Bringing about political normalisation in Kashmir

M K Dhar

Needless confusion has been created by the group of interlocutors through their report on a “New Compact” with the people of Jammu and Kashmir and those who have trashed it as lacking in novelty and ignoring the basic issues involved in normalising the situation in the State and meeting aspirations of the people. The current lull in insurgency is due, not so much to the success of the operations launched by the security forces, as to the conscious decision of Pakistan’s cunning military leadership not to engage in two fronts simultaneously. The ISI-sponsored Jihadi activity along the eastern border with India has been reduced to concentrate forces on the western frontier with Afghanistan to deal with the rebellious tribal groups and with coalition forces under attack by the Taliban sponsored by them and continuing US drone attacks to eliminate troublesome Al Qaeda and Haqqani Taliban fighters. Policy makers need to break free of the belief that the last two summers were idyll, as things could change suddenly as the Generals decide to turn their attention towards Kashmir to again build pressure on India to resolve outstanding bilateral issues.

Though the interlocutors have done a thorough job within the limits imposed by their term of reference, they have said practically nothing new that has not been said before. The problem of Centre-State alienation is as old as the country’s independence and numerous committees, commissions and interlocutors have been commissioned by Governments of the day to defuse the situation, douse the fires and buy temporary peace. Their recommendations, too, follow a set pattern and you could not grab anything novel or showing the way out of the crisis situation, which needs resolution over the long term.

The Centre has contributed its share in messing up the situation and has not succeeded in evolving a solution in consultation with the many sake-holders, with security stability and development in mind. The basic issues of misgovernance, administrative corruption, excesses of the security forces, lack of employment opportunities for the youth — which is tempted to join the ranks of stone-pelters in the streets — miscarriage of justice, lack of efficient grievance redressal mechanism and, above all, machinations of opportunistic and dishonest politicians, have never been addressed in a thorough manner.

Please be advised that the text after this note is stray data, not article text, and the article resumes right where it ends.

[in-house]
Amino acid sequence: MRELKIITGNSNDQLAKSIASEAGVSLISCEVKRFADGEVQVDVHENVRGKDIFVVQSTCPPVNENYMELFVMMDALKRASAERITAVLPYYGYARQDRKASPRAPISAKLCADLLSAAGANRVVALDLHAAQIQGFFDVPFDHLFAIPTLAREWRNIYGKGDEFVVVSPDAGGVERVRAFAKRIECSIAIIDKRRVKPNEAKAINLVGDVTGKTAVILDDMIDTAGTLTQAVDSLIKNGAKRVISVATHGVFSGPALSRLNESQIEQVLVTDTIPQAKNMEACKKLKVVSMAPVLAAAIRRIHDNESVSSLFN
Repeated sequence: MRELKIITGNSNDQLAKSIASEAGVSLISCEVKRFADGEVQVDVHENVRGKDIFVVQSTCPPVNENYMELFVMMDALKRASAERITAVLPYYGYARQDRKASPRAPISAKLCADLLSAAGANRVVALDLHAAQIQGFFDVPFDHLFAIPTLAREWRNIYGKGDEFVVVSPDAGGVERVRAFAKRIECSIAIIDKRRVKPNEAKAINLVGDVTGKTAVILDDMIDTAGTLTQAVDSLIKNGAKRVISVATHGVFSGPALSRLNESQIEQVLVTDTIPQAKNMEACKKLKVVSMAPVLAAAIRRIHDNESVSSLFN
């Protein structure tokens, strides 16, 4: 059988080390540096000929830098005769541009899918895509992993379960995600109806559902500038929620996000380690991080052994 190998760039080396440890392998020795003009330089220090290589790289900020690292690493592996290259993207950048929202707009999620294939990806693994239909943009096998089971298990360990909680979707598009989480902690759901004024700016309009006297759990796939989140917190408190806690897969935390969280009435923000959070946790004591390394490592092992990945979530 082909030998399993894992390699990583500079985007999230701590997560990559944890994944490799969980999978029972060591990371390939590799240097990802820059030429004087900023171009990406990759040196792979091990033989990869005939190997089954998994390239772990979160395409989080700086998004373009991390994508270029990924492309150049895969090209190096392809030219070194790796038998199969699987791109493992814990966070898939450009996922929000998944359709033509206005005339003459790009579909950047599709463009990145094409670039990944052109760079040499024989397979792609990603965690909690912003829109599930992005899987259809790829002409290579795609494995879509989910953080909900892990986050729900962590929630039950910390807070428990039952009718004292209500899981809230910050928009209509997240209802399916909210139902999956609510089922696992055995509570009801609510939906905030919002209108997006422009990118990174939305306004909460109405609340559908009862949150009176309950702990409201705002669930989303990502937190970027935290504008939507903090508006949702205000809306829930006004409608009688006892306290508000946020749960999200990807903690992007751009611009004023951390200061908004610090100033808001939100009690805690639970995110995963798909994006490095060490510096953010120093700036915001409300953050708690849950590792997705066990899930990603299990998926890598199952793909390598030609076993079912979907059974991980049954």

Then, there are those who dole out advice on the lines that India should settle the Kashmir issue with Pakistan and the internal situation in the State, created by Islamabad and its agencies through jihadis and hired local fighters and their leaders, will resolve itself. The Pakistani dimension of the issue has been exploited by many interests politicians of various hues, the Islamabad created Hurriyat, the mercenaries, the administrators and equally also by many agencies. The sufferers are the people who feel being used to serve others’ interests, with their basic needs and interests being neglected.

The stratagem has been used so often as to lose all credibility. A novel feature of the three interlocutors’ report is that the Union Home Ministry, which set it up, has yet to consider it and come to any conclusions, the Bharatiya Janata Party and the Hurriyat conference have both rejected it as a futile exercise aimed at obfuscating the issue. Their main recommendation to set up a Constitutional Committee to review all Central Acts and Articles of the Constitution applied to the State after signing of the 1952 agreement, is a hot potato few would like to touch, least of the UPA Government which is now pre-occupied with ensuring its own stability. Pakistan would not have been able to exploit the Kashmir issue internationally had it not resorted to terrorism and had the Indian State not failed to manage the situation internally, in association with local politicians, and foil Islamabad’s designs. This is not happening even now and yet politicians are taking the lead in demanding re-adjustment of Centre-State relations.